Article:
Carnegie Medal and YA Book Prize-shortlisted author Sarah Crossan has won the 26th CBI Book of the Year Award - making her the fourth author ever to win both the Book of the Year Award and the Children’s Choice award with her title One (Bloomsbury Childrens).
The CBI Book of the Year Awards are the leading children’s book awards in Ireland, celebrating "excellence" in children’s literature and illustration, open to authors and illustrators born or resident in Ireland, whether in English or Irish.
Crossan's win celebrating One, a story about conjoined twins also shortlisted for the CILIP Carnegie Medal and the YA Book Prize 2016, was revealed today (24th May) at a ceremony held in Smock Alley Theatre in Dublin. Students from King’s Hospital School Palmerstown and St Brigid’s National School Glasnevin presented Crossan with the Children's Choice award, which is voted for by young readers from across the country, part of a scheme supported by the Arts Council of Northern Ireland and UNESCO Dublin City of Literature.
The story charts the lives of Grace and Tippi, conjoined twins placed under constant medical and psychological care, and homeschooled until the age of 16 when the teens have to go to school for the first time and negotiate "a world of prejudice, friendship, first love and gossip". It is written in blank verse.
The judges said: "Crossan’s signature blend of lyricism and realism addresses complicated dynamics of family, identity, sisterhood and difference. Told in verse and in the first person, this elegant, sensitive story will stimulate reflections and conversations about discrimination, diversity, difficult choices and the bonds of love."
Also at the event, Lauren O’Neill won the Honour Award for Illustration for Gulliver (O'Brien Press), a "beautifully illustrated, dynamic retelling" of Gulliver’s time with the Lilliputians which is both "captivating" and "immersive" according to judges.
The Honour Award for Fiction went to Louise O’Neill for Asking For It (riverun), winner of the Irish Book Awards 2015, described as an "important novel for twenty-first century Irish Young Adult literature and for youth culture in Ireland", according to the judges, examining issues of consent, victim blaming and rape culture. The judges added: "O’Neill’s scalding exploration of sexism, scapegoating, sexual assault and the ethics of using and abusing social media offers immense crossover appeal for young adults and adults alike."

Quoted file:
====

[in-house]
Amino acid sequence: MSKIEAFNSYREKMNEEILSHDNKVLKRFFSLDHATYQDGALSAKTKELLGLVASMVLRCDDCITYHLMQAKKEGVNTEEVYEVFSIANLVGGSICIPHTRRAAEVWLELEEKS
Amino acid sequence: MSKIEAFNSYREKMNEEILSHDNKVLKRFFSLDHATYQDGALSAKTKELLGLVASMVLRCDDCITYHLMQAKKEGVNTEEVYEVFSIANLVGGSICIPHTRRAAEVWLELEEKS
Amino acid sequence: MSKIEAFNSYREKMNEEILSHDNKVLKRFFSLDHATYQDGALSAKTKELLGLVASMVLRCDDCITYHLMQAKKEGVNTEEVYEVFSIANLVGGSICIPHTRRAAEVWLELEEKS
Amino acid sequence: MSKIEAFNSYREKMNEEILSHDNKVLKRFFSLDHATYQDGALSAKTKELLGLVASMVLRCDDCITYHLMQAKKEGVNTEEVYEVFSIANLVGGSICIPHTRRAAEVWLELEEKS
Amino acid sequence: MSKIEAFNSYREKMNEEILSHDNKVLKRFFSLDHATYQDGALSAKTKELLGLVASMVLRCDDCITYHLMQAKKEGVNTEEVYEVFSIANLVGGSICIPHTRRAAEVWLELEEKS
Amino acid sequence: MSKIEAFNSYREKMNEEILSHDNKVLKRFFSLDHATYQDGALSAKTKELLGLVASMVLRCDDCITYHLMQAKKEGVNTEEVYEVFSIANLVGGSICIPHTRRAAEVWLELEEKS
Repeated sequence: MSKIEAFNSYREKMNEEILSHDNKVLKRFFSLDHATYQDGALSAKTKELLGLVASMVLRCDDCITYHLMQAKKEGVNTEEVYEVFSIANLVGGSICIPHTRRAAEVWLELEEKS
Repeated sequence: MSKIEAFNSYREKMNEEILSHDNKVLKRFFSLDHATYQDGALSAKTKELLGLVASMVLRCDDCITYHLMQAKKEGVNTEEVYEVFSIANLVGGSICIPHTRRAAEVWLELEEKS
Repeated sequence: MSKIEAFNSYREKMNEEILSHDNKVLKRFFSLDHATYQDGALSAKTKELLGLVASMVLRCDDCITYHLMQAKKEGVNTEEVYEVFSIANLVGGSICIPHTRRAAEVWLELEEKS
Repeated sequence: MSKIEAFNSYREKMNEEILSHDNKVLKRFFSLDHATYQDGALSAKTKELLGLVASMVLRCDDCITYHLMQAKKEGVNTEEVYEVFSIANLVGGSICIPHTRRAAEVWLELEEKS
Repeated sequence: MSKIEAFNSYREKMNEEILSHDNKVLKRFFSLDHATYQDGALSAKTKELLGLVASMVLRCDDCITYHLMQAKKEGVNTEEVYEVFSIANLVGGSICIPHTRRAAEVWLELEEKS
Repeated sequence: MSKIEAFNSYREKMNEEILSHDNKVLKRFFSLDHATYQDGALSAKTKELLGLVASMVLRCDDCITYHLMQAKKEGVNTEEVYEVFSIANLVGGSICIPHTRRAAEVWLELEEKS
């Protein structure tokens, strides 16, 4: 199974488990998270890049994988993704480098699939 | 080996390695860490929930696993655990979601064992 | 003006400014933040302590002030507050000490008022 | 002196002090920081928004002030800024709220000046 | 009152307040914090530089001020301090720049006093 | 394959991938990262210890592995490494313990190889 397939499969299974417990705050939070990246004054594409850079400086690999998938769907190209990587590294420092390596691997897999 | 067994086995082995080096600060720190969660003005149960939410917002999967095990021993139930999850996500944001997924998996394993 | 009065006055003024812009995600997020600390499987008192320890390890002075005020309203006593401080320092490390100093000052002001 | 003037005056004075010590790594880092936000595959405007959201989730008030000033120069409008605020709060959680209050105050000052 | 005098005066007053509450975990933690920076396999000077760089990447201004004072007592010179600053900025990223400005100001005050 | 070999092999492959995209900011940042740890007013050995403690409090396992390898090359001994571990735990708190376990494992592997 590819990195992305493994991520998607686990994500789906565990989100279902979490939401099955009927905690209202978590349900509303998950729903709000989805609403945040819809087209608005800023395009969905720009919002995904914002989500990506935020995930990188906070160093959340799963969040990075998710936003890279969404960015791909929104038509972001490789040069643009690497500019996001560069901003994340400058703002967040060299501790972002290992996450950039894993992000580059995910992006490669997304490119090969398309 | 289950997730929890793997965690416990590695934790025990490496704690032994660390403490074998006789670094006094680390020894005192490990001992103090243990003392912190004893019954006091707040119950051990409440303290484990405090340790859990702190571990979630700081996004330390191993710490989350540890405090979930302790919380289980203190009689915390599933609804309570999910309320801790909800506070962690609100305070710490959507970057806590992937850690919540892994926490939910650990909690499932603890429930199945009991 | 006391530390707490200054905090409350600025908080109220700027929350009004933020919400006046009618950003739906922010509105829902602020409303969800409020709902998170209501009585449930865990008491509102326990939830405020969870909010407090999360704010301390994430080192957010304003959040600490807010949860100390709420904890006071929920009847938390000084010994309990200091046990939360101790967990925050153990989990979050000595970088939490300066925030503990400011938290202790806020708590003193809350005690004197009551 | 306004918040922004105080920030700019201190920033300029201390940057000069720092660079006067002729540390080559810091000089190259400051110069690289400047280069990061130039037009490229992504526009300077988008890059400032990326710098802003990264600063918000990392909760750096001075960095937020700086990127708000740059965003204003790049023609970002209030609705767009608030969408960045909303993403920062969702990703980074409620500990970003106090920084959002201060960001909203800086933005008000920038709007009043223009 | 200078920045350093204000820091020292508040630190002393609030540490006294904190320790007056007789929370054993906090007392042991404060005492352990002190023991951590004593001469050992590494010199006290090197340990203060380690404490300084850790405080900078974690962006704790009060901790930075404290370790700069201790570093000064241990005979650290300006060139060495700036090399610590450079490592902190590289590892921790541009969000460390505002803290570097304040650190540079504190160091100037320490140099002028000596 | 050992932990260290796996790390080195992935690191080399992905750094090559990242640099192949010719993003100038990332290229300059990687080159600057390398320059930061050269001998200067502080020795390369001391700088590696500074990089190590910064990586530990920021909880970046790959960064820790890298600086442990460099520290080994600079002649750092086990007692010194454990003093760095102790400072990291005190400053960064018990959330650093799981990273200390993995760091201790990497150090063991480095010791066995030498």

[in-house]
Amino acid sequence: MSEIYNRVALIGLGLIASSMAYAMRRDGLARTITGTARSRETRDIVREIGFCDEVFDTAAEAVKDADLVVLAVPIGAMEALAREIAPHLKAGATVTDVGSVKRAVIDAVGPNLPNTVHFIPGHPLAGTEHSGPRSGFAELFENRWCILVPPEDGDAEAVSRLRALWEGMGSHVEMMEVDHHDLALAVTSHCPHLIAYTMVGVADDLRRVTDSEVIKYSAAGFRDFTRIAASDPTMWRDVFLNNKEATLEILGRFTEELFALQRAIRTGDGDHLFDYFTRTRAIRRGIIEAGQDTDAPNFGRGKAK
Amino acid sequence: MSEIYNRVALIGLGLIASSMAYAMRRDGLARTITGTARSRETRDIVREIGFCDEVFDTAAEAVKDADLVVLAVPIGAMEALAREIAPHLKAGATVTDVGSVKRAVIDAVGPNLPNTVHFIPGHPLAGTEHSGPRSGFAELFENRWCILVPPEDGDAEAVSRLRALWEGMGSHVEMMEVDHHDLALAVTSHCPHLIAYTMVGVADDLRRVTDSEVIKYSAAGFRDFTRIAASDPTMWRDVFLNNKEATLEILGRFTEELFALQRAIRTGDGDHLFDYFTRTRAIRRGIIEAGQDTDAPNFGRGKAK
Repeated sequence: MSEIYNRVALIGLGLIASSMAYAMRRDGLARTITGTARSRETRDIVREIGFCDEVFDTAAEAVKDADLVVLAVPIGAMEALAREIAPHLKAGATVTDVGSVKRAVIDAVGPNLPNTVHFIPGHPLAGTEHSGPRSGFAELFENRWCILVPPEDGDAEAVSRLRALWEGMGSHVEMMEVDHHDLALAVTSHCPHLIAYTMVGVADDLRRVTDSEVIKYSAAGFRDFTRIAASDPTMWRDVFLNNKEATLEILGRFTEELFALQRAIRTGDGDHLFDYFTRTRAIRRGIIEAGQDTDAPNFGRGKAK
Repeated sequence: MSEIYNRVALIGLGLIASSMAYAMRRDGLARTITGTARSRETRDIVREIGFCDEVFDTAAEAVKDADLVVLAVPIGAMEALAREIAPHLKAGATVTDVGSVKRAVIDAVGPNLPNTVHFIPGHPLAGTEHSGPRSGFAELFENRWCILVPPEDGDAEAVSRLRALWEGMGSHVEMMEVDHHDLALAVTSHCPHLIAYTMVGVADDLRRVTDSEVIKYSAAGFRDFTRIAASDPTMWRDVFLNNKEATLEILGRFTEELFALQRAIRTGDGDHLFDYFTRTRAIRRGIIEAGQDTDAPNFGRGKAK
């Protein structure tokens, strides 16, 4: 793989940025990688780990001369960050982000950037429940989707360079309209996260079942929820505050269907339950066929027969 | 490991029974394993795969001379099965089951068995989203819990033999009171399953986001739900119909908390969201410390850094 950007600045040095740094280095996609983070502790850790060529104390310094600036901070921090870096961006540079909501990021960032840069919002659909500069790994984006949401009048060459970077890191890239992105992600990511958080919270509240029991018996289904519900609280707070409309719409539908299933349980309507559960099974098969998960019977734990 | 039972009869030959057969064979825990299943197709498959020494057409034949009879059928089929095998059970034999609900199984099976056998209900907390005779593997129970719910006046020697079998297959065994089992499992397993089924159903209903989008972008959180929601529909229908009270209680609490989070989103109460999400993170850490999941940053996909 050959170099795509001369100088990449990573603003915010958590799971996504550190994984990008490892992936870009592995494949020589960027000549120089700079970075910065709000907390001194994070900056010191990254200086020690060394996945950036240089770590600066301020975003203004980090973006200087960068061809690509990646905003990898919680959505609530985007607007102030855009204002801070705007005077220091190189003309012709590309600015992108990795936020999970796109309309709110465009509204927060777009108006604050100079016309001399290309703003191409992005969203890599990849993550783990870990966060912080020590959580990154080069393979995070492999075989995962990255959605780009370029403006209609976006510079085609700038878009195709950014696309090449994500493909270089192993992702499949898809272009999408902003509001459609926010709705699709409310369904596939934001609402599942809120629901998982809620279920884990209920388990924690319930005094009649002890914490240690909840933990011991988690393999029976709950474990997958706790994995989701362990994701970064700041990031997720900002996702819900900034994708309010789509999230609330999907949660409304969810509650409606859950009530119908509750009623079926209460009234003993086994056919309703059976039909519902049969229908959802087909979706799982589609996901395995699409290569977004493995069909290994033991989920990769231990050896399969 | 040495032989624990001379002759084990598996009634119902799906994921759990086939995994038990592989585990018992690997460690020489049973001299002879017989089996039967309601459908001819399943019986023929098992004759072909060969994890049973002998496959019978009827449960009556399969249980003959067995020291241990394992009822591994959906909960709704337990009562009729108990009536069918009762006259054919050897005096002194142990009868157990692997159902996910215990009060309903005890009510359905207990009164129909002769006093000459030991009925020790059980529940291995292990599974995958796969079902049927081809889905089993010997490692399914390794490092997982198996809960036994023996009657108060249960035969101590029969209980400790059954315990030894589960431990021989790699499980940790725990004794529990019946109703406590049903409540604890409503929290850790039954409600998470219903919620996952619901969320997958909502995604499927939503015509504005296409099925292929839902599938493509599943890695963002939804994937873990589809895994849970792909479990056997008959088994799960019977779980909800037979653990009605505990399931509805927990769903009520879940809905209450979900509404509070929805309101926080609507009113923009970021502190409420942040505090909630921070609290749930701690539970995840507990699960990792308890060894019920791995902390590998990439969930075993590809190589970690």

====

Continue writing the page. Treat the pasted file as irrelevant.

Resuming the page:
Finally, both the Judges’ Special Award and the Eilís Dillon Award for a first children’s book went to father and daughter team John and Fatti Burke for Irelandopedia (Gill and Macmillan), a compendium of facts, figures and fascinating findings about our little Emerald Isle. The book contains doublepage spreads for each county, complete with detailed illustrations and "accessible, engaging" text. The judges called it "an endless treasure trove of facts" and an absorbing book to immerse "even the most reluctant reader".
Patricia Kennon, chair of the judging panel, said: "It was an honour to spend some of 2015 and 2016 reading almost 90 award entries with our incredibly dedicated and hardworking judging panel. The books being celebrated today highlight the excellence that children both at home and abroad can expect from books created by Irish authors and illustrators. We are exceptionally lucky to be able to enjoy the skills and talents of a diverse groups of Irish authors and illustrators writing for children."
Jenny Murray, acting director of CBI, said: "The Children’s Books Ireland Awards are the most unique children’s book awards in the country, allowing us not only to honour the very best in Irish writing, illustration and publishing, but to give young people a voice through the Children’s Choice Award. We were delighted to see a large increase in the number of young readers taking part in our shadowing scheme this year and enjoying the books on this year’s shortlist, across genre and age group."